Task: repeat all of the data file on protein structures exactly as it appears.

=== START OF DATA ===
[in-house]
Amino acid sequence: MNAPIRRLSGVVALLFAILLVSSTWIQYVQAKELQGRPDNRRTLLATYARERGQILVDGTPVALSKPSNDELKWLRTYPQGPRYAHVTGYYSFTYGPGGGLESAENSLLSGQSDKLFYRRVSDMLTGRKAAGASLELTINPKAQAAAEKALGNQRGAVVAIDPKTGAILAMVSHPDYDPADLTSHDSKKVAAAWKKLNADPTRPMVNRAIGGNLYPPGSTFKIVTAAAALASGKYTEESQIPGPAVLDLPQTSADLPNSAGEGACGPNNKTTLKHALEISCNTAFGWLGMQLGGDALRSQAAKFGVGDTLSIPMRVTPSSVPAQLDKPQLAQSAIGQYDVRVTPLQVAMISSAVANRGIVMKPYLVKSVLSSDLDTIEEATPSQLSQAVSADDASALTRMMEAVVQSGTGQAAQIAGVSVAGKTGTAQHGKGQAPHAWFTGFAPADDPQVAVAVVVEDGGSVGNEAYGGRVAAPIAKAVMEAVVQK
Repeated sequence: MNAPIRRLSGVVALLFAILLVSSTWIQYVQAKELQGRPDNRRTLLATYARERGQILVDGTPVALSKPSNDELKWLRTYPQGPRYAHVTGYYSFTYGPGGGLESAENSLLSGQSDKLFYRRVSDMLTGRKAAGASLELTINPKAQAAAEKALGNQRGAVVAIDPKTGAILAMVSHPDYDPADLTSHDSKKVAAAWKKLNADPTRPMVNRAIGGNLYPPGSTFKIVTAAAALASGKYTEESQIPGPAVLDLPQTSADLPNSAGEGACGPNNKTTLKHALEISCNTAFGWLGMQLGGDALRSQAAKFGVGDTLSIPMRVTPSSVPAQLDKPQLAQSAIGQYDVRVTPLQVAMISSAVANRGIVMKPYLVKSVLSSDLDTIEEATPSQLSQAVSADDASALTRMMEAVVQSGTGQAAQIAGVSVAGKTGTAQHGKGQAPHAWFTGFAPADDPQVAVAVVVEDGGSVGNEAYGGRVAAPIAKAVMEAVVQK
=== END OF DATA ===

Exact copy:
[in-house]
Amino acid sequence: MNAPIRRLSGVVALLFAILLVSSTWIQYVQAKELQGRPDNRRTLLATYARERGQILVDGTPVALSKPSNDELKWLRTYPQGPRYAHVTGYYSFTYGPGGGLESAENSLLSGQSDKLFYRRVSDMLTGRKAAGASLELTINPKAQAAAEKALGNQRGAVVAIDPKTGAILAMVSHPDYDPADLTSHDSKKVAAAWKKLNADPTRPMVNRAIGGNLYPPGSTFKIVTAAAALASGKYTEESQIPGPAVLDLPQTSADLPNSAGEGACGPNNKTTLKHALEISCNTAFGWLGMQLGGDALRSQAAKFGVGDTLSIPMRVTPSSVPAQLDKPQLAQSAIGQYDVRVTPLQVAMISSAVANRGIVMKPYLVKSVLSSDLDTIEEATPSQLSQAVSADDASALTRMMEAVVQSGTGQAAQIAGVSVAGKTGTAQHGKGQAPHAWFTGFAPADDPQVAVAVVVEDGGSVGNEAYGGRVAAPIAKAVMEAVVQK
Repeated sequence: MNAPIRRLSGVVALLFAILLVSSTWIQYVQAKELQGRPDNRRTLLATYARERGQILVDGTPVALSKPSNDELKWLRTYPQGPRYAHVTGYYSFTYGPGGGLESAENSLLSGQSDKLFYRRVSDMLTGRKAAGASLELTINPKAQAAAEKALGNQRGAVVAIDPKTGAILAMVSHPDYDPADLTSHDSKKVAAAWKKLNADPTRPMVNRAIGGNLYPPGSTFKIVTAAAALASGKYTEESQIPGPAVLDLPQTSADLPNSAGEGACGPNNKTTLKHALEISCNTAFGWLGMQLGGDALRSQAAKFGVGDTLSIPMRVTPSSVPAQLDKPQLAQSAIGQYDVRVTPLQVAMISSAVANRGIVMKPYLVKSVLSSDLDTIEEATPSQLSQAVSADDASALTRMMEAVVQSGTGQAAQIAGVSVAGKTGTAQHGKGQAPHAWFTGFAPADDPQVAVAVVVEDGGSVGNEAYGGRVAAPIAKAVMEAVVQK